Witness had jaw broken by accused, court told
A witness who claims an accused killer confessed fatally shooting Rickai Swan denied that his story was “riddled with lies” during cross-examination.
While the witness had claimed that Shantoine Prinston Burrows admitted shooting Mr Swan around a month after the murder, he said yesterday that he had not mentioned that Mr Burrows had broken his jaw over a stolen watch on the same day as the confession.
And he admitted a Facebook conversation in which he wrote that police had been investigating him for a series of offences including an armed robbery, telling a friend: “It was him or me.”
Mr Burrows, 25, has denied charges of murdering Mr Swan and shooting another man, Damiko Gibbons, in an incident on October 23 last year at the Southampton Rangers Sports Club.
A second man, 22-year-old Taj Browne, has denied being an accessory after the fact. Testifying on Tuesday, the witness, who can no longer be identified due to an order by Puisne Judge Charles-Etta Simmons, told the court that on the evening of the shooting, Mr Burrows had refused to give him a ride to town saying “if the police come, he was going to shoot at police and he didn’t want me to get in the way”.
He claimed that Mr Burrows later left the group on the way to Hamilton, saying he was going to “handle his business”, and later messaged a member of the group asking for a ride.
The witness said that Mr Browne went to pick up Mr Burrows and, when he returned, detailed a version of the shooting purportedly as described to him by Mr Burrows. He said Mr Burrows recounted the story himself around a month later at a gathering at the witness’s home.
However, under cross-examination by defence lawyer Marc Daniels, representing Mr Burrows, Mr Daniels suggested that the witness had invented the entire story and “sold his soul to purchase a better life”.
Questioned by Mr Daniels, the witness admitted that he had been unemployed and had burgled homes in the time before the shooting, and that he was sentenced to a period of imprisonment on the day after the alleged confession. While he maintained that he had been friends with Mr Burrows, he accepted that the defendant was not someone who would confide in him.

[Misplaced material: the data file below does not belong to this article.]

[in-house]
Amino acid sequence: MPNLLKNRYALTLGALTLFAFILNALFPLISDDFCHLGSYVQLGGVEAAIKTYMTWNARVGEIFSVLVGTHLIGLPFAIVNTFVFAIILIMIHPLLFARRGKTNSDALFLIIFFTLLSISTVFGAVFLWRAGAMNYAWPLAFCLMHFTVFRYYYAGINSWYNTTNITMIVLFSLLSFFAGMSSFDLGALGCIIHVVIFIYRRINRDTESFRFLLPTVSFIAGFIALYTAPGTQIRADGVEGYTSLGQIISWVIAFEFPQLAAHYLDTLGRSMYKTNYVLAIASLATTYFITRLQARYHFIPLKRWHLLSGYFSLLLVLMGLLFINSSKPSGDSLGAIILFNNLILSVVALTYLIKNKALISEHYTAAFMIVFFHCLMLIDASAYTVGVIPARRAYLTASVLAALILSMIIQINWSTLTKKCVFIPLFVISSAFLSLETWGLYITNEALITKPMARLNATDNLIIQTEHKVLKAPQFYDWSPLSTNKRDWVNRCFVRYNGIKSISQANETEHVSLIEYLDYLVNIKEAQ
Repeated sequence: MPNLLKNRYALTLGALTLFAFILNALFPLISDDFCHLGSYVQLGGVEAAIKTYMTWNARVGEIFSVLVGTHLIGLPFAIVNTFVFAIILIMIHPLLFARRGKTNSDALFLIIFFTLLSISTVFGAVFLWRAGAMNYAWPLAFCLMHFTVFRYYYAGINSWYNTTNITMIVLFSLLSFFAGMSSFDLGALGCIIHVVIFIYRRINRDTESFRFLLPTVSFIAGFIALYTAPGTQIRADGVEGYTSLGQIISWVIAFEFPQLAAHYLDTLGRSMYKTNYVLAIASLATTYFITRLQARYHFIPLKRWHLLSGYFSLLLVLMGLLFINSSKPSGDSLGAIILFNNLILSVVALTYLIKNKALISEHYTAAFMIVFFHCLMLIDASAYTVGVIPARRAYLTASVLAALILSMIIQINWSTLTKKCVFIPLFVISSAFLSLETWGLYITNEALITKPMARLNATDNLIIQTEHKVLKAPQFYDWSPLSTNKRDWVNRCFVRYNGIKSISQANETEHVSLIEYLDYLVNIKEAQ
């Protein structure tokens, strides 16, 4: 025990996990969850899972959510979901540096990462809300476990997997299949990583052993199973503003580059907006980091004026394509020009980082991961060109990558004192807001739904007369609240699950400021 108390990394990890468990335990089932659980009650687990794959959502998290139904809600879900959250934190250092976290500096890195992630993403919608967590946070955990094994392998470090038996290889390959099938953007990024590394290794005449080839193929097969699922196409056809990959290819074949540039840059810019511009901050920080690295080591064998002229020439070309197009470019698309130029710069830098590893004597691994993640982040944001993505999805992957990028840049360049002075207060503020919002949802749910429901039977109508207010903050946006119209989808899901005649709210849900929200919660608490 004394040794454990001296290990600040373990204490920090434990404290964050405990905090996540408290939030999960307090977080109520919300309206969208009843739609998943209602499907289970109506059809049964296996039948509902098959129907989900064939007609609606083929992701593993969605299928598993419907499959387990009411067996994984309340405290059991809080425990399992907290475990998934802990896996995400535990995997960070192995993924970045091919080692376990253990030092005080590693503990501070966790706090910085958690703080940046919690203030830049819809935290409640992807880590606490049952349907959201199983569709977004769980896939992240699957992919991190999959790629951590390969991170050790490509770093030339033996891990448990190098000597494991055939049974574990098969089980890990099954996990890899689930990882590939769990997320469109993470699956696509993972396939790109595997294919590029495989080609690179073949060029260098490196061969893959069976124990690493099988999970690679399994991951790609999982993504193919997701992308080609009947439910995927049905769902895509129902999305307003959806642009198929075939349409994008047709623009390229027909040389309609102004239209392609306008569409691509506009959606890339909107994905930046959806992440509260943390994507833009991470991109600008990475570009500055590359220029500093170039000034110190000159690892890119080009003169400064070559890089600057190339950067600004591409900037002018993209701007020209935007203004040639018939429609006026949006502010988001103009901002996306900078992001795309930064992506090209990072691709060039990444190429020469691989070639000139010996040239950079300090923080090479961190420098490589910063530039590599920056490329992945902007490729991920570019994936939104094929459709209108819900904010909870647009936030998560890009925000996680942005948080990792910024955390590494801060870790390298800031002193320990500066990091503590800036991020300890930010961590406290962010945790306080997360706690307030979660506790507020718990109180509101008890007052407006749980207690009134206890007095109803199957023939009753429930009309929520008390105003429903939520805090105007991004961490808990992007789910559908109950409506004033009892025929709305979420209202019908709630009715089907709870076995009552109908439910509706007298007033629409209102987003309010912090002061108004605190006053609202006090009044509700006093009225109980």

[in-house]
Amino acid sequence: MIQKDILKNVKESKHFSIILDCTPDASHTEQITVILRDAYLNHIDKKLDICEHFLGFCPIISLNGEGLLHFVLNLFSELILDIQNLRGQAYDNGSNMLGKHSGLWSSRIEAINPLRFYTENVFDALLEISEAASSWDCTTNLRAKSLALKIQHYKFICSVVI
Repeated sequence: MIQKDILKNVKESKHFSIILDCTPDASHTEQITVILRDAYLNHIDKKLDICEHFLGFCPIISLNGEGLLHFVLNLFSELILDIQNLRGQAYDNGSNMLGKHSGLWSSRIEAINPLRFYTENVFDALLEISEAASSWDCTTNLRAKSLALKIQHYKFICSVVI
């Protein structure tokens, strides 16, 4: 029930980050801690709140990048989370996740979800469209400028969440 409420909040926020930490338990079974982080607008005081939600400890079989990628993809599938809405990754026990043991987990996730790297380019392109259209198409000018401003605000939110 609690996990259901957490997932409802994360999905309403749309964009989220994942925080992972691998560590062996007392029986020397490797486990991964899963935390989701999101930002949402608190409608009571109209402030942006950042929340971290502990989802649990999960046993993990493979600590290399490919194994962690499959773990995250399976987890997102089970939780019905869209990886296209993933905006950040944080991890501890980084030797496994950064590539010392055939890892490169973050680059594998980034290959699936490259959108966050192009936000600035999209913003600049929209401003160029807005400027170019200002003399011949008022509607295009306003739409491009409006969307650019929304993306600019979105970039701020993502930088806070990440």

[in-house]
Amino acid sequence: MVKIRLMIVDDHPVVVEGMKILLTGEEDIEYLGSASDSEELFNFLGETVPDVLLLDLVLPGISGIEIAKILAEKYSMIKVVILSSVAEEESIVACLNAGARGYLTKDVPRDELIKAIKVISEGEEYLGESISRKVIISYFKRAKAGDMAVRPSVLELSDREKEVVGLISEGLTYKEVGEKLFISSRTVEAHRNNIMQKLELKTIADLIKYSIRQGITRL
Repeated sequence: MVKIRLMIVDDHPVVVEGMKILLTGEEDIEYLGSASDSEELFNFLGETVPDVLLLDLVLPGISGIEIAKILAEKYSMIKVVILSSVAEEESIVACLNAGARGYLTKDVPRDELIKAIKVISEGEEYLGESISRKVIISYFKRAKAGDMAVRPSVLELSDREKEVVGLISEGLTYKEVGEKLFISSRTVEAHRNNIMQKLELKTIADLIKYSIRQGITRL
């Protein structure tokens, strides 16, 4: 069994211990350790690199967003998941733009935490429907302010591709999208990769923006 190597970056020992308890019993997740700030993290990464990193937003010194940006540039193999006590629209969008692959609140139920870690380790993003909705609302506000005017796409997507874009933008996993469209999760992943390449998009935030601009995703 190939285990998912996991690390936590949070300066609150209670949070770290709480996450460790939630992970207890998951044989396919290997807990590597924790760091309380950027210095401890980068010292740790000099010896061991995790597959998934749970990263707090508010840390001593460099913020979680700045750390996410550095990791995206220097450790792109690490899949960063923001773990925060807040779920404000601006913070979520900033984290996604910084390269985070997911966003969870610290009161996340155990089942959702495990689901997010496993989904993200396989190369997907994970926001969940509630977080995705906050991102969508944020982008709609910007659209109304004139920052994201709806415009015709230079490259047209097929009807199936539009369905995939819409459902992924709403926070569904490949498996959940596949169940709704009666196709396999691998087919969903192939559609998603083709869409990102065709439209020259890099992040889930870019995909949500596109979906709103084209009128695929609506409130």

And he acknowledged that on the day of the confession, Mr Burrows had broken his jaw over a stolen watch.
Mr Daniels asked: “Your relationship with Prinston is not one that he confides in you but, not withstanding that, you want the jury to accept that he came and confessed murder in front of you and this whole group and then afterwards just broke your jaw over a stolen watch?”
The witness responded “yes”, and denied a later suggestion by Mr Daniels that the confrontation over the watch was his only interaction with Mr Burrows that day.
While the witness no longer resides on the island, he accepted under cross-examination that in March he contacted a friend after learning of the death of a mutual friend.
During the subsequent conversation, the witness was asked about “all the lies in the statement”, to which the witness responded: “It is what it is, bra. I’m not proud of it, but s***. They got me. They tried to hit me high. It was me or him.” Asked for clarification about what he meant, he wrote to the friend: “Wit the shop and all these other hits.”
Questioned by Mr Daniels about what he meant by “the shop”, he agreed that he was referring to an armed robbery at Maxi Mart.
“The police were coming down on you hard about that along with a slew of other offences,” Mr Daniels said, to which the witness agreed.
However, the witness repeatedly denied having lied about Mr Burrows’s confession to better himself, maintaining that his version of events was true.
The trial continues.
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